The Australian Securities and Investments Commission will begin exploring the application of natural language processing to crack down on dodgy behaviour in Australia's corporate and financial services sector.
The corporate watchdog plans to conduct one or more trials of NLP technology to understand how it can be used to improve decision making and efficiency in regulatory practices that are currently conducted manually.
“With the rise of artificial intelligence and machine learning around the world across all industries (especially in the financial services sector), understanding how such technologies can be adopted by regulators is important,” the agency said.
It is appealing to the market for four-month pilots of NLP that address one or more problem statements posed by the agency, as a precursor for further investment.
“The pilot(s) would need to be conducted such that ASIC staff will be able to understand how the technology works and evaluate its potential," it said.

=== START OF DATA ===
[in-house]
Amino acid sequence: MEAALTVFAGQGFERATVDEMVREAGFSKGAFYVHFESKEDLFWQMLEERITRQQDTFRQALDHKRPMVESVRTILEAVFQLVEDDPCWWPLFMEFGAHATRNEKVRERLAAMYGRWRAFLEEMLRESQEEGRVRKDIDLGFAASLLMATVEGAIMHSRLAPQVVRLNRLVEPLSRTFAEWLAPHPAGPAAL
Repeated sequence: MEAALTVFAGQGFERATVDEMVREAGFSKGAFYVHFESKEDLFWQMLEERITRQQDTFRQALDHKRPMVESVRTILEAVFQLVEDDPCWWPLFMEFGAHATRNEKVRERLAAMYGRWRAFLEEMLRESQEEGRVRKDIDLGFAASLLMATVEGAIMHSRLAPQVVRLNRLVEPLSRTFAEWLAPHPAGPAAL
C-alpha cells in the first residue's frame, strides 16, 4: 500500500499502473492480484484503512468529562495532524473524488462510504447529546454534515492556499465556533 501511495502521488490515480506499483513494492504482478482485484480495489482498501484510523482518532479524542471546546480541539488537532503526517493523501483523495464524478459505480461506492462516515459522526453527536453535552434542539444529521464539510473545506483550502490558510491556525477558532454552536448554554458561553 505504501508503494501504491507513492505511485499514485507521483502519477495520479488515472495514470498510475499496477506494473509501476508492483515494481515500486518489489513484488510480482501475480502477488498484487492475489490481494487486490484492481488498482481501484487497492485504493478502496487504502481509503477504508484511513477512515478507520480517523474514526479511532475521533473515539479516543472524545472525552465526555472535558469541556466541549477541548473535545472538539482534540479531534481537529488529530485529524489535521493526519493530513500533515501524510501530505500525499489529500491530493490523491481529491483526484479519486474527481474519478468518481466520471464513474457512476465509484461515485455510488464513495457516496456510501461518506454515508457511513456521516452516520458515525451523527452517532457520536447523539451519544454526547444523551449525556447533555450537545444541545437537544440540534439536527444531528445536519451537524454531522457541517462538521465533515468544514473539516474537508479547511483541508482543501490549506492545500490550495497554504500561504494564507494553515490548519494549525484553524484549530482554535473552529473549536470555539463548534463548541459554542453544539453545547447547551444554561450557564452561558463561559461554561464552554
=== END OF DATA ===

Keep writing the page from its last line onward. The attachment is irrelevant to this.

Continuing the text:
“An ancillary objective of the trial includes assisting ASIC to develop in-house skills and expertise in the area.”
The pilots would need to show how certain existing manual practices, like the reviewing of product promotions in the financial and credit sectors for misleading claims, could be improved through NLP.
“As social media advertising is often targeted to the individual based on their browsing history, ASIC is only getting an exposure to a small fraction of the promotions,” the agency said.
“This means that there is a potential gap that ASIC is not reviewing.”
NLP could also be used to identity poor practices during insurance phone sales; ASIC says the current manual approach is “costly and time consuming” and limits the number of calls that can be reviewed.
Pilots that assist ASIC to become more proactive in assessing managed fund product disclosure statements (PDS) and poor financial advice will also be considered.
“ASIC would like to be in a position to be more proactive in reviewing disclosures in PDS to identify any mis-selling of product, better inform ASIC policy development and risk management activities and reduce the potential for adverse consumer impact," the agency said.
It is planning to begin pilots in May.